Lebanese protests
A Lebanese protester throws a tear gas canister back at security forces during clashes after the funeral of Brig. Gen. Wissam Hassan who was assassinated on Friday by a car bomb in Beirut, Lebanon. Photo by AP
Text size

At least four people were killed in clashes in the northern Lebanese city of Tripoli on Monday, as violence continued to spiral following the assassination of a senior intelligence official over the weekend.

One of the fatalities in Tripoli was identified as a 9-year-old girl. At least nine more people were wounded as gunmen exchanged fire in the northern city.

In the southern suburbs of Beirut, five people were wounded as gunmen and Lebanese troops engaged in a gun battle.

Lebanon's army said on Monday the nation faced a critical phase after the assassination of Brigadier General Wissam al-Hassan in a car bombing prompted violent protests across the country.

"We call on all political leaders to be cautious when expressing their stances and opinions," said a statement by the army. "The last few hours have proven without doubt that the country is going through a decisive and critical time and the
level of tension in some regions is rising to unprecedented levels."

"We will take decisive measures, especially in areas with rising religious and sectarian tensions, to prevent Lebanon being transformed again into a place for regional settling of scores, and to prevent the assassination of the martyr Wissamal-Hassan being used to assassinate a whole country."

The violence heightened fears that the civil war in neighboring Syria could be spreading into Lebanon, upsetting its delicate political balance and threatening to usher in a new era of sectarian bloodshed.

Lebanon has been boiling since Friday after the assassination of Hassan, an intelligence chief opposed to the Syrian leadership.

Many politicians have accused Syria of being behind the killing and angry protesters tried to storm the government palace after Hassan's funeral on Sunday.

Opposition leaders and their supporters want Prime Minister Najib Mikati to resign, saying he is too close to Syrian President Bashar al-Assad and his Lebanese militant ally Hezbollah, which is part of Mikati's government.

The clashes in Beirut on Monday morning took place on the edge of Tariq al-Jadida, a Sunni Muslim district that neighbours Shi'ite Muslim suburbs in the south of the capital.

Residents had earlier reported heavy overnight gunfire around Tariq al-Jadida between gunmen armed with rifles and rocket-propelled grenades.

In Tripoli, a 9-year-old girl shot by a sniper was one of three people killed in overnight clashes. Nine people were wounded, medical and security sources said.

The sources said the two dead men were from the Sunni Muslim district of Bab al-Tabbaneh and were killed after gunmen there exchanged rocket and gunfire with the mainly Alawite neighborhood of Jebel Mohsen.

In a later incident on Monday morning, a woman was killed and three people wounded by gunfire in the Alawite district.  Tripoli has frequently been hit by clashes between Sunnis and Alawites sympathetic to different sides in the Syria war.

Thousands of people had turned out in Beirut's downtown Martyrs' Square for Hassan's funeral on Sunday, which ended in violence, with security forces firing tear gas and shots in the air as hundreds tried to storm the prime minister's office.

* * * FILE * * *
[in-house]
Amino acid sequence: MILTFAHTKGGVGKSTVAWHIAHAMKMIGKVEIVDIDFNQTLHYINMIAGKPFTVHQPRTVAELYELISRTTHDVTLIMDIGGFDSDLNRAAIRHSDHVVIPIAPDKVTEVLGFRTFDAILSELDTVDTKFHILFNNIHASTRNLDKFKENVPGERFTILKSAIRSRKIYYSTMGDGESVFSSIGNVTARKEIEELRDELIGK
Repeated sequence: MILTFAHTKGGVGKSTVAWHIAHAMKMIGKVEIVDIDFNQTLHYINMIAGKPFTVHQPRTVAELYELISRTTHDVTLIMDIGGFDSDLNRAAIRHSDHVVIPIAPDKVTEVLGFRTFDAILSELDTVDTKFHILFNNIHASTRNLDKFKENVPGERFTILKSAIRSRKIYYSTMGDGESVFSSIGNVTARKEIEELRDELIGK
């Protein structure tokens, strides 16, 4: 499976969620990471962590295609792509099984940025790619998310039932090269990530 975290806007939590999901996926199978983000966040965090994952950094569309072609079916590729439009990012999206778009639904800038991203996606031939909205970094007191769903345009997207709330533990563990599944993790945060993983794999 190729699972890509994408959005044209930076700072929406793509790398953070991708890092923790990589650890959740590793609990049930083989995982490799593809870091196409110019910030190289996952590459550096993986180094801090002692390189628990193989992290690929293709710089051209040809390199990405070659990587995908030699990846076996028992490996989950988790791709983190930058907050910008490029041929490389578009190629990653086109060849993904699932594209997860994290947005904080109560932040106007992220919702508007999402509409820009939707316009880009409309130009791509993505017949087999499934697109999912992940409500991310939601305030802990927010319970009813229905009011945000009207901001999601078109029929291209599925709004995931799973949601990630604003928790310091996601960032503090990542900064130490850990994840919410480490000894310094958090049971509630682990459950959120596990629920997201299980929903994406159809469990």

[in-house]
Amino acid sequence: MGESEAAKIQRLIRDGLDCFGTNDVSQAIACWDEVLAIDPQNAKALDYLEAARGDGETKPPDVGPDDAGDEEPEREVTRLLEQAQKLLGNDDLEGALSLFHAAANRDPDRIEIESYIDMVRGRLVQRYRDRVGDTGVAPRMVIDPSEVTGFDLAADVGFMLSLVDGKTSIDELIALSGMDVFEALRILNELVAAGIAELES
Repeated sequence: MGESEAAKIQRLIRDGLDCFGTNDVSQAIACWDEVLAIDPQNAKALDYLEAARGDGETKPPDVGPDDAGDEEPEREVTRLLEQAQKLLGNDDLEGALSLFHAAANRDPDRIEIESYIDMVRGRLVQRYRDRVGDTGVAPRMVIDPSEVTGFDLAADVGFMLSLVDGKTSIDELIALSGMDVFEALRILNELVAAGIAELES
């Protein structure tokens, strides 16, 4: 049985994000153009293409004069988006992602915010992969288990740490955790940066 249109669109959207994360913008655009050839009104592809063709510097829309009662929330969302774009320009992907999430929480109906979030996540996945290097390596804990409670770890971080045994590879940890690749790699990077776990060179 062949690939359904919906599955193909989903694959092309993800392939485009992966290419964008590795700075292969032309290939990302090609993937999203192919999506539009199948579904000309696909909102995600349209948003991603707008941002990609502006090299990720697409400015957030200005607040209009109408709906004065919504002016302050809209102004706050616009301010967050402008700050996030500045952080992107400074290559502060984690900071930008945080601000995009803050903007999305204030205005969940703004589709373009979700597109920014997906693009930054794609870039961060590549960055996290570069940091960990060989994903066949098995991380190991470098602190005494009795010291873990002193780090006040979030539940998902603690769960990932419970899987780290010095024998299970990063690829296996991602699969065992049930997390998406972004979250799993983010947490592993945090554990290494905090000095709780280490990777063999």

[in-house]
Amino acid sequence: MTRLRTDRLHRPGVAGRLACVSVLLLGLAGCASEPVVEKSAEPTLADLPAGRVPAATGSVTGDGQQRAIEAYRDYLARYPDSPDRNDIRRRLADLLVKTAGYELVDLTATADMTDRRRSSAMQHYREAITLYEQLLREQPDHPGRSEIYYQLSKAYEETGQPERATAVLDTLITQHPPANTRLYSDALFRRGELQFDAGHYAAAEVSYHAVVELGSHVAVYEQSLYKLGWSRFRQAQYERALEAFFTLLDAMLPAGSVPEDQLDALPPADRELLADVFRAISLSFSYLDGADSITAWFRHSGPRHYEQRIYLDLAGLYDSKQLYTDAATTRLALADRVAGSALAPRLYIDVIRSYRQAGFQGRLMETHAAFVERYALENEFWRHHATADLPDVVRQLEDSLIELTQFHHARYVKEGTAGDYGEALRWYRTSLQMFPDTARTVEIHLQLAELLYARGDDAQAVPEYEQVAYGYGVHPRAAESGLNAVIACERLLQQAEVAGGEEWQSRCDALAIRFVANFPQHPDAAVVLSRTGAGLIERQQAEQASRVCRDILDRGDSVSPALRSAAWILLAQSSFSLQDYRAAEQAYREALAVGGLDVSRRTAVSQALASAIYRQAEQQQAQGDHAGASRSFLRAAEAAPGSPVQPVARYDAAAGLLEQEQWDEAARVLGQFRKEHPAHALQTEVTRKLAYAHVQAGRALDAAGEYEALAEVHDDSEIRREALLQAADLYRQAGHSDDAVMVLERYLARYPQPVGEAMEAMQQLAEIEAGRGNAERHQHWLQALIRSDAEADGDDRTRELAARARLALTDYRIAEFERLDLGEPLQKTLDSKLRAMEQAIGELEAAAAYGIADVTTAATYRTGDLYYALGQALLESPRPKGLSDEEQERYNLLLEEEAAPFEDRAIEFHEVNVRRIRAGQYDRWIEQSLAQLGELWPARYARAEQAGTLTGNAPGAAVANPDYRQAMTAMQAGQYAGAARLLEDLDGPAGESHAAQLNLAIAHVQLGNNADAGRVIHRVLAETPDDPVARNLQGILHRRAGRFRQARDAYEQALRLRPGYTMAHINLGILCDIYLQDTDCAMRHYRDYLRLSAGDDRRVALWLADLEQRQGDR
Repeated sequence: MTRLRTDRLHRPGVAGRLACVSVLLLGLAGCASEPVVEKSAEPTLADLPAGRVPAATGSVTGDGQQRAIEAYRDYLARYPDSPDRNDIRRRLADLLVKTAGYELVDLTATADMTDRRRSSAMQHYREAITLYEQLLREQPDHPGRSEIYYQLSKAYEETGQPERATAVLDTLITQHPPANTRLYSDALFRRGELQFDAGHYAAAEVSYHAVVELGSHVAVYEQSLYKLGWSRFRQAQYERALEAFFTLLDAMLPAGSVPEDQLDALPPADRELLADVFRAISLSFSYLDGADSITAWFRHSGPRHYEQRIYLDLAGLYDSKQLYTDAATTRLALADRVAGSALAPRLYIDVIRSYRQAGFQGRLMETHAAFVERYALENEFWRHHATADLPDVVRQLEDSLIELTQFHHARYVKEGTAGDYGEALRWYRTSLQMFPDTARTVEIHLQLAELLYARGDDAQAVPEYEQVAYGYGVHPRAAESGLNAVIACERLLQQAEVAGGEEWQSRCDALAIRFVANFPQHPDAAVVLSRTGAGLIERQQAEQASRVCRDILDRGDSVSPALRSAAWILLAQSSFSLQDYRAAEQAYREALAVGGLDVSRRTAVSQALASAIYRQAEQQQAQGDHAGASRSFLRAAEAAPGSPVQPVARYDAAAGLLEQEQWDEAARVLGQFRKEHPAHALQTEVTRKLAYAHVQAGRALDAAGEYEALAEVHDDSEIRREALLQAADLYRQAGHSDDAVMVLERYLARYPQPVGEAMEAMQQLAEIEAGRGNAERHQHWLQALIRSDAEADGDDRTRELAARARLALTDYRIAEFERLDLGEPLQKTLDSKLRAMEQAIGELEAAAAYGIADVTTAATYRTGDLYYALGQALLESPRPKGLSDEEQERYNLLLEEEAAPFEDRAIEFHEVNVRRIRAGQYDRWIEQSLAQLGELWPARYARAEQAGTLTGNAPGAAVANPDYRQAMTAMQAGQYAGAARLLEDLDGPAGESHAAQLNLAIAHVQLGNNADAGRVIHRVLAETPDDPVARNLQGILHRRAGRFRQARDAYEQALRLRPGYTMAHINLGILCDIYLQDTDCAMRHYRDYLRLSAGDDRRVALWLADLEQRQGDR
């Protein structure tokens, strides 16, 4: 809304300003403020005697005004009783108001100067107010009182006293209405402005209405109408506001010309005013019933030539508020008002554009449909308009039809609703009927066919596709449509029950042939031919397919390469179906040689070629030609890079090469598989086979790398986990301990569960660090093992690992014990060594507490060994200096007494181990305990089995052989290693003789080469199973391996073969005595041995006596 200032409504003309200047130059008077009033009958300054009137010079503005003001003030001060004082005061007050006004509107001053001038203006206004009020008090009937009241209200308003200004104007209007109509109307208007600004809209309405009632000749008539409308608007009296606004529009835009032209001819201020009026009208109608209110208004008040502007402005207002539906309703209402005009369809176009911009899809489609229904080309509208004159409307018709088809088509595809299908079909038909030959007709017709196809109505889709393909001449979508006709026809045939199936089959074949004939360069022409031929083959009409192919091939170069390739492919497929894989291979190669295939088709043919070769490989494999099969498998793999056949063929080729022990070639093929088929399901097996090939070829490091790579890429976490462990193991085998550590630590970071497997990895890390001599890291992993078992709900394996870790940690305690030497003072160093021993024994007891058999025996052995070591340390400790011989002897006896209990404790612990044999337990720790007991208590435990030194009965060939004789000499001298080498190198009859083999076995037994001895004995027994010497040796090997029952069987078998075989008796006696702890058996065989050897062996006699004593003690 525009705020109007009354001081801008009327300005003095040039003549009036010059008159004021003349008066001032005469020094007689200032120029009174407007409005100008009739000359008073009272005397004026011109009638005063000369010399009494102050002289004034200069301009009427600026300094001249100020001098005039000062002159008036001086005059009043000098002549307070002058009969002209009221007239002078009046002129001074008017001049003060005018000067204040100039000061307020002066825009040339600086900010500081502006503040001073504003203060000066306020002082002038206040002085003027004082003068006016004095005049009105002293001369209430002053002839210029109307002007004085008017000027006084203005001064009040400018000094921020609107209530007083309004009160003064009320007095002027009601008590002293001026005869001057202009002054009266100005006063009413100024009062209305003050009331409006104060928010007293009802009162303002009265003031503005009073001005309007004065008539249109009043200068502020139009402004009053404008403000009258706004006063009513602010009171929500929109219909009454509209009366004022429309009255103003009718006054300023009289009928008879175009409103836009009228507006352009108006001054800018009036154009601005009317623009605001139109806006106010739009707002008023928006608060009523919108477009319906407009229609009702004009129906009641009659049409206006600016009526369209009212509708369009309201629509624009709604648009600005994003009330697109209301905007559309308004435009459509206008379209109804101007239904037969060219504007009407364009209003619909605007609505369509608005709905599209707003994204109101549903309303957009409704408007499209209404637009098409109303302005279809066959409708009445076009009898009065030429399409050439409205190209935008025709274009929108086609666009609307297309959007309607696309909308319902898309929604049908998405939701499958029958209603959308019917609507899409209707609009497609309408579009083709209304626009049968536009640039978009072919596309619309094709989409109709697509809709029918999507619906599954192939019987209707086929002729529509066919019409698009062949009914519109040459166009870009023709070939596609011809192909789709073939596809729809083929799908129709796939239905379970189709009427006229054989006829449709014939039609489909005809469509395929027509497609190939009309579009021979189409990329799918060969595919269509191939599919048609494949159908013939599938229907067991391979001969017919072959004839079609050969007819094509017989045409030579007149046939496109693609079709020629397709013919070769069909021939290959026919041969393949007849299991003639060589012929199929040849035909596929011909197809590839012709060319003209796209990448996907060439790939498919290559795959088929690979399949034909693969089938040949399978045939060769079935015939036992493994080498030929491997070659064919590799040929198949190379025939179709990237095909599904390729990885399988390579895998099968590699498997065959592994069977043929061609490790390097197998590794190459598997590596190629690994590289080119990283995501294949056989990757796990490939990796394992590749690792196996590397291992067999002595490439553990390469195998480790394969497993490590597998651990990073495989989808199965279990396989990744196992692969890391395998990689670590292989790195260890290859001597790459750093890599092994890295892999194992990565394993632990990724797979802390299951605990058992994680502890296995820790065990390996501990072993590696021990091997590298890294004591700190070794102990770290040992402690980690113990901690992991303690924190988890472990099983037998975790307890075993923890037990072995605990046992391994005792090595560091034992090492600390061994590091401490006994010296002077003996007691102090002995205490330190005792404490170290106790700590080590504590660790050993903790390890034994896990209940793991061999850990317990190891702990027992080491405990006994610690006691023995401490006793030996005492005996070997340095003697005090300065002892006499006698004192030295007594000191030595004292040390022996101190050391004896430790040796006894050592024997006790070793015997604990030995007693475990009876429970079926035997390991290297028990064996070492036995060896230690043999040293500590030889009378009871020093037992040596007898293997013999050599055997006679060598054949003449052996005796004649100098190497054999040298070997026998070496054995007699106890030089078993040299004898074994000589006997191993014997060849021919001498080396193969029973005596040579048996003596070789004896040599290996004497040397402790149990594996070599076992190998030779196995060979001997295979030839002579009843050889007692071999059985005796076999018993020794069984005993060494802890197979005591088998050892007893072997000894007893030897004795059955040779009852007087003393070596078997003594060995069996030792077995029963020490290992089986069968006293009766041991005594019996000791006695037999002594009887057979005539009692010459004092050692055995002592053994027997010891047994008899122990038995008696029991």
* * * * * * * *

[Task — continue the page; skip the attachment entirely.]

Protesters overnight blocked roads in Beirut with burning tires, including the highway to the airport.

The capital was noticeably quieter than normal on Monday. Many people stayed home for fear of violence and streets were free of the usual traffic chaos. Memories are still vivid here of the death and destruction of Lebanon's 1975-90 civil war.

Heavily-armed soldiers and police were out in force at street junctions and government buildings.

Opposition leaders have urged their supporters to refrain from any more violence.

"We want peace, the government should fall, but we want that in a peaceful way. I call on all those who are in the streets to pull back," former Prime Minister Saad al-Hariri said on the Future Television channel on Sunday evening.

The crisis in Lebanon underscores local and international concern that the 19-month-old uprising against Assad is dragging in Syria's neighbors.

Sunni-led rebels are fighting to overthrow Assad, who is from the Alawite minority that has its roots in Shi'ite Islam. Lebanon's religious communities are divided between those that support Assad and those that back the rebels.

Hassan, 47, was a senior intelligence official who had helped uncover a bomb plot that led to the arrest and indictment in August of a pro-Assad former Lebanese minister.

A Sunni Muslim, he also led an investigation that implicated Syria and the Shi'ite Hezbollah in the 2005 assassination of Rafik al-Hariri, a former prime minister of Lebanon.

Damascus and Hezbollah have condemned Hassan's killing.

Mikati said on Saturday he had offered to resign to make way for a government of national unity, but that he had accepted a request by President Michel Suleiman to stay in office to allow time for talks on a way out of the political crisis.

Ambassadors from the United States, China, Russia, Britain and France met Suleiman on Monday and appealed to Lebanese leaders to resolve the crisis peacefully.

UN Special Coordinator for Lebanon Derek Plumbly, who also attended the talks, said the group condemned "any attempt to destabilize Lebanon through political assassination" and called on all parties in the country to preserve national unity.

They expressed support for Suleiman's efforts to start a dialogue among politicians to resolve the crisis.